If your Mac regularly runs into problems or you frequently experience the dreaded spinning color wheel, one of the potential causes could be your Mac’s RAM running at close to its maximum capacity.
While memory management in macOS, including techniques like using your startup disk as virtual memory, is excellent these days, there are also more demands being placed on RAM thanks to new features and improvements. The more your Mac has to resort to virtual memory, the less well it will perform. And while the best solution is, if you can, to add more RAM, there are plenty of things you can do to reduce memory usage on your Mac.
First thing, find out what apps and processes are using the most memory. You can do that using iStat Menus.
Tip: By default, iStat Menus shows only five processes, but you can make it show more. On the Dashboard, click the Memory tab and click on the Processes to show menu and select the number of processes you want to see.
Hover over the colored bar chart in each section to see a larger graph of memory usage. You can click on the tabs at the top of the graph to change the time period over which it shows memory usage.
By now, you’ll have a good idea of how your Mac’s memory has been used and whether it’s caused your Mac to have problems. For a more detailed view on the processes that are hogging RAM, go to the bottom of the iStat Menus and click on the Activity Monitor icon (bottom panel, left most icon).
One common culprit for hogging RAM is Finder, your Mac’s file manager. If iStat Menus or Activity Monitor has highlighted Finder as using hundreds of MBs of RAM, there is an easy solution — change the default display for a new Finder window so it doesn’t show All My Files.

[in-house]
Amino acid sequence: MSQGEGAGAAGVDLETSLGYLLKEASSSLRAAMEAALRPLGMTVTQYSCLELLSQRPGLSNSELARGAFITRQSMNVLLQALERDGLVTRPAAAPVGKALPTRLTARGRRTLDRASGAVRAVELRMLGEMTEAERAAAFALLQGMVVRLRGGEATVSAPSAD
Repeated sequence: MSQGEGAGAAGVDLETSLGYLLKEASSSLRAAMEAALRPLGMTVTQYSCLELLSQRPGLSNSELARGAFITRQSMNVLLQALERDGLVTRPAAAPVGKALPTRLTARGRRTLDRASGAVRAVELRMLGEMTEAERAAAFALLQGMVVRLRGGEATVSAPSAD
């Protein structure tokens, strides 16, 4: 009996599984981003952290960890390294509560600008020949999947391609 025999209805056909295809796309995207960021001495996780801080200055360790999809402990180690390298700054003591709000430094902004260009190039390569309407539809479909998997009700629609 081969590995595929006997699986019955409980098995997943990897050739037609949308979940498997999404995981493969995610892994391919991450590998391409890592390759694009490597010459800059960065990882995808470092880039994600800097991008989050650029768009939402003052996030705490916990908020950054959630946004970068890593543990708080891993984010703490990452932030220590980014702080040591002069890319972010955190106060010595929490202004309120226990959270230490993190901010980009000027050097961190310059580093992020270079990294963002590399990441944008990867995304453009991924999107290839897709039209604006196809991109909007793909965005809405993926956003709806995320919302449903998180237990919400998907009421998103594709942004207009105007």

While we’re talking about Finder, your desktop behaves in a similar way. Icons on your desktop are drawn and redrawn each time it changes, and their preview images are stored in RAM, so you can use Quick Look. The more files you have on your desktop, the more pressure they put on your Mac’s memory. The simplest solution is to move files off the desktop. Declutter (available in Setapp) can help here. It moves files from your desktop to color-coded folders automatically, based on rules you set.
Login items, browser extensions, and preference panes, such as Flash, are another common source of memory usage. Most of us have several installed that we rarely use, but which hog memory and reduce performance.
CleanMyMac, one of the apps in Setapp, makes it very easy to uninstall login items, extensions, preference panes, and applications that you no longer need.
Note: Not all login items can be removed on their own. Those that can’t have an “i” in place of the checkbox. Click on it to find out why it can’t be removed. One common reason is being required by the application that installed it — the only way to remove it would be to uninstall the application.
If you don’t use the application, click on the Uninstaller tool in Utilities in CleanMyMac. Check the box next to the name of the app and click Uninstall. The app, its associated files, and the login item will be removed.
Adobe Flash is a major culprit when it comes to hogging RAM and making your Mac run more slowly. Most videos on the web today don’t need Flash. To remove it, click on the Extensions tool in CleanMyMac, then Preferences Panes. Check the box next to Flash and click Remove.
While Chrome extensions are shown in CleanMyMac, you have to remove them from Chrome. If you identify a Chrome extension that uses too much RAM, launch Chrome, click on the Window menu, then Extensions. Scan the list of extensions and click the trash can icon next to those that are too RAM-heavy or no longer needed.
Consider that every time you use your Mac it slows down a little bit. You use more files, install more apps, and take up more storage. While going through the cleaning process described above isn’t an everyday routine, try to schedule it monthly and stick to it. Your Mac will thank you for it.